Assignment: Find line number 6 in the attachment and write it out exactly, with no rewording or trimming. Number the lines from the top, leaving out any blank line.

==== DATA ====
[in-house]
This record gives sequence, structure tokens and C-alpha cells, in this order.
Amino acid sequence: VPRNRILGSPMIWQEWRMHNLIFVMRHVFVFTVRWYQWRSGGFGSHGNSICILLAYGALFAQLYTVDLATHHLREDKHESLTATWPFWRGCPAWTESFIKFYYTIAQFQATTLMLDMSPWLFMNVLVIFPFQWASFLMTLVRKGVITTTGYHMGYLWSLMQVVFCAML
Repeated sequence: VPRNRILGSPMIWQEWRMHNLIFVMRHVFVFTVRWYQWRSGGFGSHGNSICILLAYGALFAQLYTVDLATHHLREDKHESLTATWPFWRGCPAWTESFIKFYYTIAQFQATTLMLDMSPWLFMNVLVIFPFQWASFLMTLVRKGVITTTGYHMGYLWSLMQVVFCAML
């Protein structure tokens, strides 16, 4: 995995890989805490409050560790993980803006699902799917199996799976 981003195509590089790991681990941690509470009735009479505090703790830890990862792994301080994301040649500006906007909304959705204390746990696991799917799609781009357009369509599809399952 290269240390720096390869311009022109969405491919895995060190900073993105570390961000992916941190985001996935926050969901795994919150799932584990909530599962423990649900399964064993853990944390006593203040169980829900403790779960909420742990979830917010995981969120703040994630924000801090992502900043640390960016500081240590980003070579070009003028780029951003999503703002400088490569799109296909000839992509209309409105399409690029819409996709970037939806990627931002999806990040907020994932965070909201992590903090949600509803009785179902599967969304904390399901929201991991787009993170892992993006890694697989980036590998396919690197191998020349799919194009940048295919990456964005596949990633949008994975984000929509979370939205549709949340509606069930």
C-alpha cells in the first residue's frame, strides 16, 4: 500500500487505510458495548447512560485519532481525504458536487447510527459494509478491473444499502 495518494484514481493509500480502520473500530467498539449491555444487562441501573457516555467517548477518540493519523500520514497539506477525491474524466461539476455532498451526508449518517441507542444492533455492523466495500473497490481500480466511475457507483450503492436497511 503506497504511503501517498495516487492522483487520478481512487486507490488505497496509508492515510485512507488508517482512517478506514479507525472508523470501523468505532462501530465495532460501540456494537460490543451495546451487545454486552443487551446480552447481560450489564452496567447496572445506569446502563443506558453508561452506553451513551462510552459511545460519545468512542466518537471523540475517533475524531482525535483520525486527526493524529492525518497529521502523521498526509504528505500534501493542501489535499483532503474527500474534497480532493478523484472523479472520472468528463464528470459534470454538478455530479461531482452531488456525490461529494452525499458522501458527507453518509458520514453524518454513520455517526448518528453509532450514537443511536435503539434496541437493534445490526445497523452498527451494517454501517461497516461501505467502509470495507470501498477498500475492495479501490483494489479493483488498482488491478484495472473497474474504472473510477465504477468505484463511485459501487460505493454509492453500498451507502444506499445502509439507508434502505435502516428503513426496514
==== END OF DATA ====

C-alpha cells in the first residue's frame, strides 16, 4: 500500500487505510458495548447512560485519532481525504458536487447510527459494509478491473444499502 495518494484514481493509500480502520473500530467498539449491555444487562441501573457516555467517548477518540493519523500520514497539506477525491474524466461539476455532498451526508449518517441507542444492533455492523466495500473497490481500480466511475457507483450503492436497511 503506497504511503501517498495516487492522483487520478481512487486507490488505497496509508492515510485512507488508517482512517478506514479507525472508523470501523468505532462501530465495532460501540456494537460490543451495546451487545454486552443487551446480552447481560450489564452496567447496572445506569446502563443506558453508561452506553451513551462510552459511545460519545468512542466518537471523540475517533475524531482525535483520525486527526493524529492525518497529521502523521498526509504528505500534501493542501489535499483532503474527500474534497480532493478523484472523479472520472468528463464528470459534470454538478455530479461531482452531488456525490461529494452525499458522501458527507453518509458520514453524518454513520455517526448518528453509532450514537443511536435503539434496541437493534445490526445497523452498527451494517454501517461497516461501505467502509470495507470501498477498500475492495479501490483494489479493483488498482488491478484495472473497474474504472473510477465504477468505484463511485459501487460505493454509492453500498451507502444506499445502509439507508434502505435502516428503513426496514